The muscle protein expression of the MRFs was assessed through the use of ELISA . Polyclonal antibodies specific for Myo-D, myogenin, and MRF-4 were purchased from Santa Cruz Biotech (Santa Cruz, CA). Initially, the antibodies were diluted to 1 μg/ml in coating buffer (Na2CO3, NaHCO3, and ddH2O, pH 9.6) and allowed to incubate at room temperature overnight. Following incubation, the plates were washed (1X phosphate buffered saline, Tween-20), blocked (10X phosphate buffered saline, bovine serum albumin, ddH2O), washed, and then incubated with a secondary antibody (IgG conjugated to HRP) diluted to 1 μg/ml in dilution buffer (10X phosphate buffered saline, Tween-20, bovine serum albumin, ddH2O). After washing, a stabilized TMB chromogen was added and the plates were covered and placed in the dark for the last 30-min prior to being stopped with 0.2 M sulphuric acid. The subsequent absorbances, which were directly proportional to the concentration of the MRFs in the samples, were measured at a wavelength of 450 nm. There were no standards used in these ELISAs, thus no standard curve was created. Therefore, the absorbances relative to muscle weight were assessed. The overall intra-assay percent coefficients of variation were 7.12%, 6.47%, and 8.03% for Myo-D, myogenin, and MRF-4, respectively.
Myofibrillar protein content
Myofibrillar protein was isolated from the skeletal muscle cellular extracts with repeated incubations in 0.1% SDS at 50°C and separated by centrifugation. Myofibrillar protein content was determined spectrophotometrically based on the Bradford method at a wavelength of 595 nm [13, 15]. A standard curve was generated (R = 0.99, p = 0.001) using bovine serum albumin (Bio-Rad, Hercules, CA), and myofibrillar protein content was expressed relative to muscle wet-weight.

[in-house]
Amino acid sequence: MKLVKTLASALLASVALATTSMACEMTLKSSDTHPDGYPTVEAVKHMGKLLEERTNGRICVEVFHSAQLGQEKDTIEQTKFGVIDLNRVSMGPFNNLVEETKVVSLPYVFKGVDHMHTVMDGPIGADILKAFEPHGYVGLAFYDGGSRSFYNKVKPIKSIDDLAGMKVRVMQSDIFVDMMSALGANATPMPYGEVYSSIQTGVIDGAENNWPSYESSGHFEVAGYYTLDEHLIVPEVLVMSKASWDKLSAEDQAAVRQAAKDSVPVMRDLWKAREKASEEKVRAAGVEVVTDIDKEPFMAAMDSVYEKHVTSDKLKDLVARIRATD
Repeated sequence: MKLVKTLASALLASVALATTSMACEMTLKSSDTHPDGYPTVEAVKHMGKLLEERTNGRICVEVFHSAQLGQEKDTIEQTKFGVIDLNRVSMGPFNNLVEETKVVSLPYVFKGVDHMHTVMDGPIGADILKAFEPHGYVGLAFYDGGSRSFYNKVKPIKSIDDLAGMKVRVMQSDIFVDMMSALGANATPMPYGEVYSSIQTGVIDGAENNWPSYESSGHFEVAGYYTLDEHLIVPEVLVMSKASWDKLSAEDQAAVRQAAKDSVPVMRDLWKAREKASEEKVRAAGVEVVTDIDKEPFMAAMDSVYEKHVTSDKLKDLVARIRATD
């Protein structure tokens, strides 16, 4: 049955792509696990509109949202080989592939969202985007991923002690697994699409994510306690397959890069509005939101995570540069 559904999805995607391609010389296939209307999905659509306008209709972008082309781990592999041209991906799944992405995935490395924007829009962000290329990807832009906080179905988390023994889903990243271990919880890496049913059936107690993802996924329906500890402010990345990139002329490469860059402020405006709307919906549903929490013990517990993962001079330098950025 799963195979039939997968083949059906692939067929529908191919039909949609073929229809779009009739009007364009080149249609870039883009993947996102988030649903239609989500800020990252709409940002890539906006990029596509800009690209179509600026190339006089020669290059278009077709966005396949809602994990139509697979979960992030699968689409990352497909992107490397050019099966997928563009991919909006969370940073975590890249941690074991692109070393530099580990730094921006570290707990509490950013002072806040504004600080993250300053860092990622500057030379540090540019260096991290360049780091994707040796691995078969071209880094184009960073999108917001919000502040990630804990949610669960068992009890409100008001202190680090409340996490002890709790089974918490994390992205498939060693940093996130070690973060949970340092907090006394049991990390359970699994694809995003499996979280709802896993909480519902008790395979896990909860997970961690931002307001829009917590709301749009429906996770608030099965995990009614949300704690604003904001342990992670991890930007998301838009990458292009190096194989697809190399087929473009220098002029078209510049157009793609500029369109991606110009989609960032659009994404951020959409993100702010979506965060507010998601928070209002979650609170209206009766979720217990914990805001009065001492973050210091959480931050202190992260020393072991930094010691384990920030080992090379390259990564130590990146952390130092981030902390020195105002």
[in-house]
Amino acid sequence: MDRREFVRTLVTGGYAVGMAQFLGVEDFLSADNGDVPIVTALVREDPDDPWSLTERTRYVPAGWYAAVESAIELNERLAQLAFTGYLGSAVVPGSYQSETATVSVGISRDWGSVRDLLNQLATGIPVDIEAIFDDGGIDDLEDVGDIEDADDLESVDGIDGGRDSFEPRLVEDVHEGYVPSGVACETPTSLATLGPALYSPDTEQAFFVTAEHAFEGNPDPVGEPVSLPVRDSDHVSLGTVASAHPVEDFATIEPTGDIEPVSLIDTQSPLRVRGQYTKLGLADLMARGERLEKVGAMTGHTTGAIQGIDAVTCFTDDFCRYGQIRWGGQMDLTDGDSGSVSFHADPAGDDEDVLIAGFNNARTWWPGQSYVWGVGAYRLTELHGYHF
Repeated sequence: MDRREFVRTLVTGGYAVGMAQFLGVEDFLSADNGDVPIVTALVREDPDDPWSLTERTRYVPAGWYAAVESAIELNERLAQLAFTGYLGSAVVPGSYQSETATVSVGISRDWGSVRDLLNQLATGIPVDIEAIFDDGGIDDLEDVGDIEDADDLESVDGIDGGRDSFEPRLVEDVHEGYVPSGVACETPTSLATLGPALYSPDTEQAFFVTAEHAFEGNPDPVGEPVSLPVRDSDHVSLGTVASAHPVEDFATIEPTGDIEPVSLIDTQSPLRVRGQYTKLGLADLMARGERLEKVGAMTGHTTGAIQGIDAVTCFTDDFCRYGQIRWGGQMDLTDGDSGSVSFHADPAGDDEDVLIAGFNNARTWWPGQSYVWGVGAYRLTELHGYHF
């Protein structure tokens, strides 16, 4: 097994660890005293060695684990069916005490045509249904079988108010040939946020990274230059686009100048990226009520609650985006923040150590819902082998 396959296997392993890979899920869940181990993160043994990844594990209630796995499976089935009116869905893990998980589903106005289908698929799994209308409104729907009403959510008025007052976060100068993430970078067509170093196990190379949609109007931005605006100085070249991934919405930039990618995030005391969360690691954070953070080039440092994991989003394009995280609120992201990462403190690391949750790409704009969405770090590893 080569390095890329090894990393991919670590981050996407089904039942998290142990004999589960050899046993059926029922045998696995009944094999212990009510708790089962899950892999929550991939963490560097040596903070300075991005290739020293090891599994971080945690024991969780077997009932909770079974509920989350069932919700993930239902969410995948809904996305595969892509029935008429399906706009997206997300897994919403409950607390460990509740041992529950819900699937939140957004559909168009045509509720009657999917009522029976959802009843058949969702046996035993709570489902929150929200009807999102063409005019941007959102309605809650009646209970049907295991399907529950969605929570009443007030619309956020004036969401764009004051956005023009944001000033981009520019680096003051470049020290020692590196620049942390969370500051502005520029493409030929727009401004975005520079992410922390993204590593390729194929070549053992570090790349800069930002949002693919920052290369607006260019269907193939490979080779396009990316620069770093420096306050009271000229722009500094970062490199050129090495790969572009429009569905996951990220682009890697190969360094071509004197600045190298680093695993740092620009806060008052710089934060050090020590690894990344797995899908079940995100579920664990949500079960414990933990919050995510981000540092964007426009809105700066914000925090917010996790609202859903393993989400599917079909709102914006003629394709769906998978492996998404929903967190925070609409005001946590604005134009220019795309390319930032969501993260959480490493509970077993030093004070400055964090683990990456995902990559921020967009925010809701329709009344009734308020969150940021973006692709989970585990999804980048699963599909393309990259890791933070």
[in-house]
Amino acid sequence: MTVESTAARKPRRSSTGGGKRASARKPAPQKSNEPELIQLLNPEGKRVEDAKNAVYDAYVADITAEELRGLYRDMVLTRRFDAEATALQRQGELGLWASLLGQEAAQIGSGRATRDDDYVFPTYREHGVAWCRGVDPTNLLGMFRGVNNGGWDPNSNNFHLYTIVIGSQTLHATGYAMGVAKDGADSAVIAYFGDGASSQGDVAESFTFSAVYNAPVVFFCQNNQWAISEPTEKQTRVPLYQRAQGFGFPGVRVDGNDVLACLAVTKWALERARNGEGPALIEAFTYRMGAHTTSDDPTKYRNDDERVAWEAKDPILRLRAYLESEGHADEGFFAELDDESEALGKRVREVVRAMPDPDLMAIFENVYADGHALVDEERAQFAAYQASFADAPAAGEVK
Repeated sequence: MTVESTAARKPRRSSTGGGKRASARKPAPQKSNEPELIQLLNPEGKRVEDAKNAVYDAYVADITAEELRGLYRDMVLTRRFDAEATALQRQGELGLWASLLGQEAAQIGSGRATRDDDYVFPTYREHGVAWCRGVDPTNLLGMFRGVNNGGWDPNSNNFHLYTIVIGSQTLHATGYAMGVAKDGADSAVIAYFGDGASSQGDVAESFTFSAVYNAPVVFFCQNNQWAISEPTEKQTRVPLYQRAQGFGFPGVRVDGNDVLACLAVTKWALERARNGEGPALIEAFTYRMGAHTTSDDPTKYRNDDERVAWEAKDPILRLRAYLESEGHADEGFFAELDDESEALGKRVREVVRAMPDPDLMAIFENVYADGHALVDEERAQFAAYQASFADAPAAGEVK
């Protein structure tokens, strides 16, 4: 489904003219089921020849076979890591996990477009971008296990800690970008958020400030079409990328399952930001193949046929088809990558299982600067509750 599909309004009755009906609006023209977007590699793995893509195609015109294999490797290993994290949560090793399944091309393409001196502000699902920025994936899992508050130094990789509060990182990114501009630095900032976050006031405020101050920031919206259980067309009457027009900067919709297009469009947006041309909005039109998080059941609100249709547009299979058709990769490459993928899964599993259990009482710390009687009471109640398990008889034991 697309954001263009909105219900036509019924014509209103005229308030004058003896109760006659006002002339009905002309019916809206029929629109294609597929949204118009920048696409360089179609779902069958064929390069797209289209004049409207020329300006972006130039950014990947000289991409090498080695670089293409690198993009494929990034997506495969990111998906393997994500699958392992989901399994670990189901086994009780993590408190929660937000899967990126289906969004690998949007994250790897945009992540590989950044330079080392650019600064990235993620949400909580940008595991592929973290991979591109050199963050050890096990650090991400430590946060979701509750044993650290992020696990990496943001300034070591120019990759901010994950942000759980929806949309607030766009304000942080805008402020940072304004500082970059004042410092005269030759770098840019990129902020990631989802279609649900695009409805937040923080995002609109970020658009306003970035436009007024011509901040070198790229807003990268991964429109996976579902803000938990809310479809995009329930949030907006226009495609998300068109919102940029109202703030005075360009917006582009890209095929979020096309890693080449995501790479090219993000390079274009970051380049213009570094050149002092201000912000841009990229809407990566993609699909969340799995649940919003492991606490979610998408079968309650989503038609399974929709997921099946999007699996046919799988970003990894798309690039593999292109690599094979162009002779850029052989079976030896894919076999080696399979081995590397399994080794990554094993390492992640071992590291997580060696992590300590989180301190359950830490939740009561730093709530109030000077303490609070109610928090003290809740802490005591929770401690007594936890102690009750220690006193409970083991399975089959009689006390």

Myosin heavy chain isoform protein quantitation
The MHC protein isoform composition within 20 μg muscle homogenates was determined under denaturing conditions using an Experion Pro260 automated electrophoresis system (Bio-Rad, Hercules, CA) using the principles of SDS-PAGE and LabChip (Caliper Life Sciences, Hopkinton, MA) technology . The Experion Pro260 analysis kit has a resolution and quantitation of 10-260 kDa proteins while also separating and detecting 2.5-2,000 ng/μl protein. The Experion Pro260 system combines electrophoresis, staining, destaining, imaging, band detection, and basic data analysis into a single, automated step. Gel images were then processed and displayed on a computer monitor and MHC bands identified by migration relative to the molecular weight marker (data not shown). The density of the MHC bands was determined using Experion Imaging software (Bio-Rad, Hercules, CA), expressed in arbitrary density units.
Reported side effects from supplements
Participants reported by questionnaire at the testing session on day 29 how well they tolerated the supplementation protocol, in addition to reporting any medical problems and/or symptoms they may have encountered during the study.
Data were analyzed with separate 2 (group) × 2 (time) ANOVA with repeated measures on the second factor with SPSS 16.0 software (SPSS inc., Chicago, IL). Significant differences among groups were identified by a Tukey HSD post-hoc test. A probability level of < 0.05 was adopted throughout.